Eastern Grey Kangaroo, Macropus giganteus, is a marsupial mammal that belongs to a small group called macropods. They have hind legs that are larger than their forelimbs. Their hind feet are also large and powerful. Their long muscular tail is used for balance when hopping and as a fifth limb when movements are slow. The fur is a light grey woolly colour except the face which is darker. A dark tip of fur is also found on the tail.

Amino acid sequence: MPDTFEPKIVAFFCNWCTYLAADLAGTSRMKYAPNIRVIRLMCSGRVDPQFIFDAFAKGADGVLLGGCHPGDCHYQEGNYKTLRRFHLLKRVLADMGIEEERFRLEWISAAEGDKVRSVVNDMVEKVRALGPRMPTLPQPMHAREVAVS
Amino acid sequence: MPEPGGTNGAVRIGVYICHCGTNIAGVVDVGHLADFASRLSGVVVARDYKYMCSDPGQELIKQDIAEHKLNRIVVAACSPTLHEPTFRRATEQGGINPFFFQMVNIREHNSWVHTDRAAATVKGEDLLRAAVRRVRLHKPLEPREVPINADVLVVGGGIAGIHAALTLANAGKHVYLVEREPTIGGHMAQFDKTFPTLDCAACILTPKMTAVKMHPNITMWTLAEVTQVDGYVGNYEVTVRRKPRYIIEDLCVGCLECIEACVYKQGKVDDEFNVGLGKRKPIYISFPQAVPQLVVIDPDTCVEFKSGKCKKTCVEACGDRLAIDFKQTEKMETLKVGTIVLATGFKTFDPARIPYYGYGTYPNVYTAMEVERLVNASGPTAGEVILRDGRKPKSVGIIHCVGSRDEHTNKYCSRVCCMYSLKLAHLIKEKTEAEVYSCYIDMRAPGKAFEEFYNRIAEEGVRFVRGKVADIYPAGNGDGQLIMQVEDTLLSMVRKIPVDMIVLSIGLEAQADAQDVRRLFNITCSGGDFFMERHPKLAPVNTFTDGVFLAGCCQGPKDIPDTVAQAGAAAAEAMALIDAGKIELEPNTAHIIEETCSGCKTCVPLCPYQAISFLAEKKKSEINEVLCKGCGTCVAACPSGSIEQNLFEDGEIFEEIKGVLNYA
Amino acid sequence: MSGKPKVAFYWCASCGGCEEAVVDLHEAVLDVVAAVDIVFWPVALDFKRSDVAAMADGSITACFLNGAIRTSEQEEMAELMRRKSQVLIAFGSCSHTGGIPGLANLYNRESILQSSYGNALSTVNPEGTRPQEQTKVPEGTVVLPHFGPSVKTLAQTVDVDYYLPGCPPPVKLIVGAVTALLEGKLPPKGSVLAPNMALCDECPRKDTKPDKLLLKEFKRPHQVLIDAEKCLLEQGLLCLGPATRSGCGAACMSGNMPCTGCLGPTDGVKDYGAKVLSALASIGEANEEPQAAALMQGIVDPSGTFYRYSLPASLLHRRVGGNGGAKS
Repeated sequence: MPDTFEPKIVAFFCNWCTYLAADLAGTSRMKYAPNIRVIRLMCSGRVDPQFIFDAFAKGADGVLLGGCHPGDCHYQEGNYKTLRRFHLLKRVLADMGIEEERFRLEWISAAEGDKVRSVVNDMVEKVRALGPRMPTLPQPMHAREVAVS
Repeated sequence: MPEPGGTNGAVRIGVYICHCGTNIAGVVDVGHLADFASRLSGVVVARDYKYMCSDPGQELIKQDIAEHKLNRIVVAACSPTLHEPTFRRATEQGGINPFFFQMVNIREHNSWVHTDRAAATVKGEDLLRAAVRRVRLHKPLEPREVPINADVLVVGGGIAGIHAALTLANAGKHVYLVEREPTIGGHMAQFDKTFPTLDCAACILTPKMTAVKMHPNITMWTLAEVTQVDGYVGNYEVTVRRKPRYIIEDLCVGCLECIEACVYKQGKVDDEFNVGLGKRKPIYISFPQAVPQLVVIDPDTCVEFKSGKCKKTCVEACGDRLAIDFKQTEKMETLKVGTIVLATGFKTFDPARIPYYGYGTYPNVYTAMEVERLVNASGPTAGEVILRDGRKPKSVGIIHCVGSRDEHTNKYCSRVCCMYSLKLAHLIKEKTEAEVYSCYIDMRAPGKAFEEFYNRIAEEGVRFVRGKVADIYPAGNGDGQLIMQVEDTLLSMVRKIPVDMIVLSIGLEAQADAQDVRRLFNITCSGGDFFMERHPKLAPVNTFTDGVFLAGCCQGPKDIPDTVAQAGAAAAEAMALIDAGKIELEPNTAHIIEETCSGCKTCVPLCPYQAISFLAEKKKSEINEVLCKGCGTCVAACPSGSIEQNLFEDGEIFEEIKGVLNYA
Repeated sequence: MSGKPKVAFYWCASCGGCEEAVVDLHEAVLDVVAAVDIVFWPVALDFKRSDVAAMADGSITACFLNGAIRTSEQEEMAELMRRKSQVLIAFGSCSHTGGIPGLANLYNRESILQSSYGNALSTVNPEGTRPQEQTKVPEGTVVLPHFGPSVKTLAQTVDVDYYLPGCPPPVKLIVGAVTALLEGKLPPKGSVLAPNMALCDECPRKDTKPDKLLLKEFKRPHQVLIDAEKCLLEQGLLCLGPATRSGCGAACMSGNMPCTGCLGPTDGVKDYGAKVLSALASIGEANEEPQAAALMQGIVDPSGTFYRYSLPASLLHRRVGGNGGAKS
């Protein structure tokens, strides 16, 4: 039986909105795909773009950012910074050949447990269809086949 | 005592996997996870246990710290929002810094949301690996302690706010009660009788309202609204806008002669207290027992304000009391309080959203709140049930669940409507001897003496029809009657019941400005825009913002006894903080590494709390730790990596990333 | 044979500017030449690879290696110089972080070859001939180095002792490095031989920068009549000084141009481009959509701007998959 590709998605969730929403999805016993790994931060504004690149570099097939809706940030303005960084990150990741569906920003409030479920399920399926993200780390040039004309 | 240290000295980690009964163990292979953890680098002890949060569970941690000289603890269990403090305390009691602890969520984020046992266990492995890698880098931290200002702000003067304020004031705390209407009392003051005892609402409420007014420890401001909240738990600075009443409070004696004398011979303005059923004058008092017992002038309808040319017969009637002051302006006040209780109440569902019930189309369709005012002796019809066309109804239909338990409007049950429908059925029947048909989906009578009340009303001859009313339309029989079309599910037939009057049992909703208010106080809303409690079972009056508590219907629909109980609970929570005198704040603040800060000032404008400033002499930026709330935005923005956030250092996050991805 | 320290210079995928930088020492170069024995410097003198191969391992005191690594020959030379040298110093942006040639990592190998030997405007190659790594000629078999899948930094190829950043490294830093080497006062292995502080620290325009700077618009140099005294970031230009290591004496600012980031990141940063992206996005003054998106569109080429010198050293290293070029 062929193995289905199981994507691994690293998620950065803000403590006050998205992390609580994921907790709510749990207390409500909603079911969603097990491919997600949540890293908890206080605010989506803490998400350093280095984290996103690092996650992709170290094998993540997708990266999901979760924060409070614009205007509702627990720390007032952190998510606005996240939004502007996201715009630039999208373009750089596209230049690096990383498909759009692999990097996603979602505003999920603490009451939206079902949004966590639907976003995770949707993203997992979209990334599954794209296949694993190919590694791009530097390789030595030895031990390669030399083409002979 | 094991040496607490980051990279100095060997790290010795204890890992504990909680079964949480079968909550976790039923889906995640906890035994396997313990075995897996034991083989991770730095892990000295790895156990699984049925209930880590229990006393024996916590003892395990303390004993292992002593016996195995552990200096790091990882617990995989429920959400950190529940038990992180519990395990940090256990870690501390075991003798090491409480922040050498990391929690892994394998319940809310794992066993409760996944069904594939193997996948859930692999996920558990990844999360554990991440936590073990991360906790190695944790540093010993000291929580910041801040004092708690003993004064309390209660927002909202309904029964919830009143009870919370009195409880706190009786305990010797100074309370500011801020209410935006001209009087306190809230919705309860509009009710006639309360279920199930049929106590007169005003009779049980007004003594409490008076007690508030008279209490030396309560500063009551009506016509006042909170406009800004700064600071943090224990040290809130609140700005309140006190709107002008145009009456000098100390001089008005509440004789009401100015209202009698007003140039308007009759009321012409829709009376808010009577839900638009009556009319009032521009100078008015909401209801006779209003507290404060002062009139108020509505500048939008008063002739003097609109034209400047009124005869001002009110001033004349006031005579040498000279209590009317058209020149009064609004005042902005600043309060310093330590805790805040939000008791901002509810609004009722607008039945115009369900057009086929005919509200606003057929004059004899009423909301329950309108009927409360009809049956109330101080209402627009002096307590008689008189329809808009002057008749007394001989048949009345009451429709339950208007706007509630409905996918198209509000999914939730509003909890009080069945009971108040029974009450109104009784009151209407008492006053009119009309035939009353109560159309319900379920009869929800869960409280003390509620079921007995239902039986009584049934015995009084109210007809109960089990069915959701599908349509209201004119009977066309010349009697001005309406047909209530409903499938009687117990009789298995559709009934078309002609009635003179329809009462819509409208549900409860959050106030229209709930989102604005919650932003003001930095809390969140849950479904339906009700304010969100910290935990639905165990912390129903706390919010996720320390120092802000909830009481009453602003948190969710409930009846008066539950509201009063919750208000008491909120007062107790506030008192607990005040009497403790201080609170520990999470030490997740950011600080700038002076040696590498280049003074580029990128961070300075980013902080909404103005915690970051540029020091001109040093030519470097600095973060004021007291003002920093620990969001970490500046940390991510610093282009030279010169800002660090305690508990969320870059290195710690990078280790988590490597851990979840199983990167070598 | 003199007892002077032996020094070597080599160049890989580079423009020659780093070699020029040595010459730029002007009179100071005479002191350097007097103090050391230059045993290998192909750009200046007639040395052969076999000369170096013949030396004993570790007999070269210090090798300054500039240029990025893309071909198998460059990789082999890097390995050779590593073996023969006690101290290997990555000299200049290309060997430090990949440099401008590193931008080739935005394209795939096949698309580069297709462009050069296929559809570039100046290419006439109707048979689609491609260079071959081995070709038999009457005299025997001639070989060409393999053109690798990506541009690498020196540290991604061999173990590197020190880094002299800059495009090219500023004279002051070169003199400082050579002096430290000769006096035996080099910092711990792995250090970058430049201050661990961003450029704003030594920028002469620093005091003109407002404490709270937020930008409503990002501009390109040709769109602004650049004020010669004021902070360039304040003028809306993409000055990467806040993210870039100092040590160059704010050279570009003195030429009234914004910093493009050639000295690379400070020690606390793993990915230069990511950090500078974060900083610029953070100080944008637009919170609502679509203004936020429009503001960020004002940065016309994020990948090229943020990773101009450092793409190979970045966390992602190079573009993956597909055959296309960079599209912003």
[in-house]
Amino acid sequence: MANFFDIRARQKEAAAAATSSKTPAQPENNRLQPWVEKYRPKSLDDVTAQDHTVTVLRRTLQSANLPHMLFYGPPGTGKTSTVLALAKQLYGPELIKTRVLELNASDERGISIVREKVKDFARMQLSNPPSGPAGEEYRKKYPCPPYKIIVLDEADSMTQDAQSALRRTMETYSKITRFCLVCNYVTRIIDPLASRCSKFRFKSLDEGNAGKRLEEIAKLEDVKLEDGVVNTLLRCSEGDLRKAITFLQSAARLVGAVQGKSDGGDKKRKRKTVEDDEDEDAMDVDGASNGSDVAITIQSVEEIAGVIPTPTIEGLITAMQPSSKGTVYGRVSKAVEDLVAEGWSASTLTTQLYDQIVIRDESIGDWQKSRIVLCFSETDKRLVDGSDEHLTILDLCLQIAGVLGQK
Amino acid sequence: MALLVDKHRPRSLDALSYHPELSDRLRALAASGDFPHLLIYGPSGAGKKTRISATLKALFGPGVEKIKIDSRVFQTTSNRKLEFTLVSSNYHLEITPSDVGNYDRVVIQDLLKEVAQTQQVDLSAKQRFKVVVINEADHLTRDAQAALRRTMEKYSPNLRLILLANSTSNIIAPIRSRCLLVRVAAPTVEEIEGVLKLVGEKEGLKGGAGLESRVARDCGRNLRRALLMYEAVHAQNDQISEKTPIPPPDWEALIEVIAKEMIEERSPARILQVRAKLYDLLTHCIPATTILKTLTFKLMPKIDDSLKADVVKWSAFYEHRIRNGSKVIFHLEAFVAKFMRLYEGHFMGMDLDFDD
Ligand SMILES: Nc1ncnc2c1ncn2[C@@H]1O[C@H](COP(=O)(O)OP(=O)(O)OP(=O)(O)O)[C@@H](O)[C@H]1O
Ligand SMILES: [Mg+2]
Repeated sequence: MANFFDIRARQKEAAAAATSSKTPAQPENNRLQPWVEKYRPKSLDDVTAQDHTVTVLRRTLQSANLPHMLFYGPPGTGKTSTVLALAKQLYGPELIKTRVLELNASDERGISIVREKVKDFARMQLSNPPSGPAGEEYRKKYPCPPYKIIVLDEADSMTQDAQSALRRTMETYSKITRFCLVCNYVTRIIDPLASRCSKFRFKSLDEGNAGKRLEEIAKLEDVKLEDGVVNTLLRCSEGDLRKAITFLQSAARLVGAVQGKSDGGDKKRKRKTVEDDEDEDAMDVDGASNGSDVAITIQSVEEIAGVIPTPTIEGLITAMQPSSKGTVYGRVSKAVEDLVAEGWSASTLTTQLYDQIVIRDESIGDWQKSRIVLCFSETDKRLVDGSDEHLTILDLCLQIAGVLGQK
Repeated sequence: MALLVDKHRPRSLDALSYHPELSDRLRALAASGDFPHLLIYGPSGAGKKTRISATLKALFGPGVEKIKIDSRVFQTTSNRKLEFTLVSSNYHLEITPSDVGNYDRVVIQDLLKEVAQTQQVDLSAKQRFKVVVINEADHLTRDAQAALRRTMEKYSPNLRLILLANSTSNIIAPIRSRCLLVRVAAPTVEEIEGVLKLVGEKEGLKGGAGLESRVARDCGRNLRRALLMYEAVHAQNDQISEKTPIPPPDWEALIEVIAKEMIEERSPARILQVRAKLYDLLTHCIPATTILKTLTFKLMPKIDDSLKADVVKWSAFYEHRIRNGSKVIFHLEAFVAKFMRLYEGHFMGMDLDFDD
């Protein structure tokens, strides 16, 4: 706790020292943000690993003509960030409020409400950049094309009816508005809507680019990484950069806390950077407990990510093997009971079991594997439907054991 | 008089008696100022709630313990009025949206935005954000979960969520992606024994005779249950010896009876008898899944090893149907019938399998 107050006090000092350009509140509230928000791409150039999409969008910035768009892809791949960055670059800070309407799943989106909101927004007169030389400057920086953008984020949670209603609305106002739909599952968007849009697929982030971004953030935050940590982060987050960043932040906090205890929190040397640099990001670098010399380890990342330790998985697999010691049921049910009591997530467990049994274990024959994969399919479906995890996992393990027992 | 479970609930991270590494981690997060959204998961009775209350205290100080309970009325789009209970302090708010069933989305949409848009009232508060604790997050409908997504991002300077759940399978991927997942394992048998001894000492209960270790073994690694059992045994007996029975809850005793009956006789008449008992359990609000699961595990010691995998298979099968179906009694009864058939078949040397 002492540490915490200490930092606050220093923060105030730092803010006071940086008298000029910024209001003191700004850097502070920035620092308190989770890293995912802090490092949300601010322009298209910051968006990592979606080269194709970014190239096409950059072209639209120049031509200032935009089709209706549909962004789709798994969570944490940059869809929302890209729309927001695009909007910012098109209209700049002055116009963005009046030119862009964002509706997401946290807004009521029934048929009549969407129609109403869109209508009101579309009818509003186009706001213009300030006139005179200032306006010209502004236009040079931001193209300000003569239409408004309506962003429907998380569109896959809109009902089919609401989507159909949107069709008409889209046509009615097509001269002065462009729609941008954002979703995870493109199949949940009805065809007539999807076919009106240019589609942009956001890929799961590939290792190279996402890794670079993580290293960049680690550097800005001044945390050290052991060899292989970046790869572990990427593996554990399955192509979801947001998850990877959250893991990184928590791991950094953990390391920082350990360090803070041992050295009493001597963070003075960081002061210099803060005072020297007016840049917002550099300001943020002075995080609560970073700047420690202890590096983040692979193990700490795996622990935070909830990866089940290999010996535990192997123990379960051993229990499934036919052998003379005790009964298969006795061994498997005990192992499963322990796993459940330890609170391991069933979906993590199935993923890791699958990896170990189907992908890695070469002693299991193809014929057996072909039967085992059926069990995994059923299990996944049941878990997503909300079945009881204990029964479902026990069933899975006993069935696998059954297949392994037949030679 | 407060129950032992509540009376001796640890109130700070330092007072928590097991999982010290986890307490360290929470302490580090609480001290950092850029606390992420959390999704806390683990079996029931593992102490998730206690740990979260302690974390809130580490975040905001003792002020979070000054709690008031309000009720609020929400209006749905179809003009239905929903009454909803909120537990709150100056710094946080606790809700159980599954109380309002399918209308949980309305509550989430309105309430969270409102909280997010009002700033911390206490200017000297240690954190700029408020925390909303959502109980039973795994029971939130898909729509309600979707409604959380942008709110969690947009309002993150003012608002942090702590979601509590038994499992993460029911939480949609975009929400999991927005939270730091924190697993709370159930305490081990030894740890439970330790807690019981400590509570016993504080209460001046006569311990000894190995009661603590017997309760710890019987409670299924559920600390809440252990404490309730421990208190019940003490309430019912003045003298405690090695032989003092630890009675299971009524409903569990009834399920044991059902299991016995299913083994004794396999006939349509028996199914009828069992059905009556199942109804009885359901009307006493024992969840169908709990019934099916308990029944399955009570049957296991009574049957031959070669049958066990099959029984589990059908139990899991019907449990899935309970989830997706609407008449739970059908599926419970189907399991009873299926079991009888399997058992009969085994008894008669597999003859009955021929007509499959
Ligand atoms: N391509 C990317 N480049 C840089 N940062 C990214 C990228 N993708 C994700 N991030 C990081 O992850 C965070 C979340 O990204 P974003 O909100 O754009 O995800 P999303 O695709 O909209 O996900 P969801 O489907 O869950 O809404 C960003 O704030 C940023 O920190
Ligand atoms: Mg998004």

Males: body length to 1.3m, tail to 1m; females: body length to 1m, tail to 0.84m
They are found in habitats ranging from semi-arid mallee scrub through to woodlands, some farmland areas with remnant vegetation and forest. They tend to favour denser scrubs and forests.
Feeding and diet
The Eastern Grey Kangaroo is predominantly a grazing animal with specific food preferences. They are herbivorous, favouring grasses but will eat a range of plants, including in some cases, fungi. With the grasses they prefer to eat young green shoots high in protein. Dry grass is difficult for them to digest. Being nocturnal, large ‘mobs’ will gather at dusk to feed where food is most abundant.